How vast is the sum of them!
 Were I to count them,
    they would outnumber the grains of sand—
    when I awake, I am still with you.

 

Cancer Survivor

Laughing at how much I look like my Dad with my bald head!

Laughing at how much I look like my Dad with my bald head!

This month I celebrate 12 years cancer free!  As I review the journal that I kept describing my first feelings as I heard that awful word “Cancer,”  I am so thankful to God that I am still here – a cancer survivor!

Day 1 – Cancer! A simple word describing a disease that other people get. Just a word. Until suddenly I hear the word as I get the results of my biopsy. Abruptly my whole world changes forever. Nothing will ever be the same again.

It all started when I found a lump in my left breast. Although I called and set up an appointment with my doctor, I told myself there was nothing to be concerned about. This would just be a benign tumor. Cancer would never happen to me! After examining me, my doctor assured me it was probably nothing. Cancer in the beginning stages, she told me, seldom hurts and boy did I hurt! It was probably a cyst. If so, they would insert a needle to remove the fluid and all would be fine. Nothing to worry about.

Then why did she tell me not to leave until she had an ultrasound scheduled? Still, there is nothing to fear! Cancer happens to other people, not to me. I’ll grow old and die some day of a heart attack.

Day 2 – After the ultrasound the radiologist wants to speak to my husband and me. He tells us he is trying to get in touch with my doctor to recommend I have a biopsy as soon as possible. He tries to comfort us by saying that cancer is seldom painful in the beginning stages. I’m in so much pain, it’s probably just a benign tumor. If pain means no cancer, bring on the pain!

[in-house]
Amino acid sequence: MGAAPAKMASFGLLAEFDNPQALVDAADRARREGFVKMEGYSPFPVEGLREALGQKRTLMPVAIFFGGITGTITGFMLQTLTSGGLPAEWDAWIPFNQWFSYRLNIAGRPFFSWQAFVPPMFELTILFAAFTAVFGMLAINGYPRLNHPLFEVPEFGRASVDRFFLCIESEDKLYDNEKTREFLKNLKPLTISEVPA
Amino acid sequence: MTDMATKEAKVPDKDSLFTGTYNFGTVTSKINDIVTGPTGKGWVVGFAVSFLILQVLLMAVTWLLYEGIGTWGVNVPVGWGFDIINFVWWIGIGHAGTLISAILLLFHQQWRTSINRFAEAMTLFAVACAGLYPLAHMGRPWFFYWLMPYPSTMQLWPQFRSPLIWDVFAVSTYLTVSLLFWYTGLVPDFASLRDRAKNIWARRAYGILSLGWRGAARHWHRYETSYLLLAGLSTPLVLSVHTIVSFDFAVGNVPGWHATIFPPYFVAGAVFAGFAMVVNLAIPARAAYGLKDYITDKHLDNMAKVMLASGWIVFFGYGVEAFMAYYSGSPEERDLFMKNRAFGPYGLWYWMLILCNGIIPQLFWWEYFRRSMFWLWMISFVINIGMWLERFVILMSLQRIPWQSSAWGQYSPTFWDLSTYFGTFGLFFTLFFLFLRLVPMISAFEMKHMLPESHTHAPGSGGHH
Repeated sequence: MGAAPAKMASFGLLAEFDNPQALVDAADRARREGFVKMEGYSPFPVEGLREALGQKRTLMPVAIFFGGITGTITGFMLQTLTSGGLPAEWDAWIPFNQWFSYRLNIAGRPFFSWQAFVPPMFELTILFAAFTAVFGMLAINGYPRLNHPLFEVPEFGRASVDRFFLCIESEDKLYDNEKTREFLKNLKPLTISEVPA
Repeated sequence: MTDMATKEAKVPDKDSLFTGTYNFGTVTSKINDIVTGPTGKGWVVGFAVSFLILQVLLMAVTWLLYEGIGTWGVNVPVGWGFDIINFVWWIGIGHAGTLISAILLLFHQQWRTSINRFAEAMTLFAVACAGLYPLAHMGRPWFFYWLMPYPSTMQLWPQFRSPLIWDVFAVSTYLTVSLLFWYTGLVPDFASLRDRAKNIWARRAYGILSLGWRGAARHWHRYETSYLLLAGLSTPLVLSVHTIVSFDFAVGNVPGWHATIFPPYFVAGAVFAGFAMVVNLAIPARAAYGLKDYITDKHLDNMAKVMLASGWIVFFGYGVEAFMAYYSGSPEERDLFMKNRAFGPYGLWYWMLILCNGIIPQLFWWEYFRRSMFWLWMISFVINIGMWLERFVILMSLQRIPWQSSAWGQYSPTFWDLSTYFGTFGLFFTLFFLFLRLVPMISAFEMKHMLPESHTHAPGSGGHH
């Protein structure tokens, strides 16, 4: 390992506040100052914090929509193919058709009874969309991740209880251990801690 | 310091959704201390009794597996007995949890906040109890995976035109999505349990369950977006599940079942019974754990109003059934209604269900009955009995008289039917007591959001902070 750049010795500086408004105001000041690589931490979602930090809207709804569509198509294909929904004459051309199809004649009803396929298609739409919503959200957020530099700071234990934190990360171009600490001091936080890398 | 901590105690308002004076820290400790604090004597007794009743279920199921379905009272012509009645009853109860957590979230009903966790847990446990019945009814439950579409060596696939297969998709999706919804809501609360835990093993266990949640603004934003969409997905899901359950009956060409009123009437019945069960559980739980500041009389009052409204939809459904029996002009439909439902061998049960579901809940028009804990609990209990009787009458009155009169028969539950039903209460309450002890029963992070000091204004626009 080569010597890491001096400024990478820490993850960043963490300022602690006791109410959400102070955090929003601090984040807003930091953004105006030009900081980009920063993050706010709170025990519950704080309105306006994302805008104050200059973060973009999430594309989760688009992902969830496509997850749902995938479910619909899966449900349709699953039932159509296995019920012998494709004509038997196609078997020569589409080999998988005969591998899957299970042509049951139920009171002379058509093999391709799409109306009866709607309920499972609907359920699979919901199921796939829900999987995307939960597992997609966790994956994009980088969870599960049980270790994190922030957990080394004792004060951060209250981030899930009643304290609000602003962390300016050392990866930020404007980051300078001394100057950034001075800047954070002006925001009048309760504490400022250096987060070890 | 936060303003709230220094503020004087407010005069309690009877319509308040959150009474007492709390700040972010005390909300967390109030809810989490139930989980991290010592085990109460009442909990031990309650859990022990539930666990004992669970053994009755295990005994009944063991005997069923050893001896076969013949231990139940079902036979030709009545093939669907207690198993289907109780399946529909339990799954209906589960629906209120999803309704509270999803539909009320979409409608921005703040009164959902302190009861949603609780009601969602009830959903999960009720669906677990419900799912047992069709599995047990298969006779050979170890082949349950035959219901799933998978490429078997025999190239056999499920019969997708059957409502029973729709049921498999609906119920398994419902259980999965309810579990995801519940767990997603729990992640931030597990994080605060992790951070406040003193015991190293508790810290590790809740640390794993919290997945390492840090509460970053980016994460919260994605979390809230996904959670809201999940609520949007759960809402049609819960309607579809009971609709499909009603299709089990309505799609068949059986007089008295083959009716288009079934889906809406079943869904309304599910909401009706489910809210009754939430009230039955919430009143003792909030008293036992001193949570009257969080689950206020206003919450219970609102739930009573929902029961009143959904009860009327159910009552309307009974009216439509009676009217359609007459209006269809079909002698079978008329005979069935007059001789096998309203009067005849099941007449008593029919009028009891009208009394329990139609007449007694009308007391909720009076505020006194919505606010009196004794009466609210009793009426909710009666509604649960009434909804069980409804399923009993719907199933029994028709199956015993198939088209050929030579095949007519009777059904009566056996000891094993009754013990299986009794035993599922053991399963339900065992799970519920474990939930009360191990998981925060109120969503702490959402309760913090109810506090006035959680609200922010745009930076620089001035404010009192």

Day 9 – The needle biopsy is completed. It was supposed to be painless, but I have to have three shots before they can complete the biopsy. Lord, let it be good news.

Day 12 – It’s not good news. I have cancer. How can that be? Not me! I call my husband on his cell phone. He is coming to take me to lunch and when he answers the telephone, he starts chattering away, making nonsensical comments. I cut him off, “Honey, listen to me.” Now what do I say? How do I say that dreadful word? There’s no way to avoid it, no way to make it sound all okay. So I just say it. “I have cancer.” His response is engraved in my memory. “I’ll be right there.”

Now I have to tell the kids. How do I tell my children their mother has – there’s that word again – cancer? The kids come hurrying over with their families. I can tell they struggle with the news. My two daughters who have never been at a loss for words when talking with me are now strangely silent. They seem to avoid even looking at me. How I long to take away their pain, but I am totally helpless. This is not like when they fell as little girls and scratched a knee. I can’t wash away the pain, can’t put a bandage and a kiss on it and make everything fine again. Cancer was never something we thought we would have to deal with. That happened in other families, not ours.

Day 13 – Finally, almost 24 hours after I get the news I have cancer, the kids go home and my husband runs an errand. I am alone at last to absorb the news. I take a bubble bath and as I relax in the warm water, the tears finally come. I cry and beg God over and over, “Please let me live! Please let me live!” Over and over comes this desperate plea.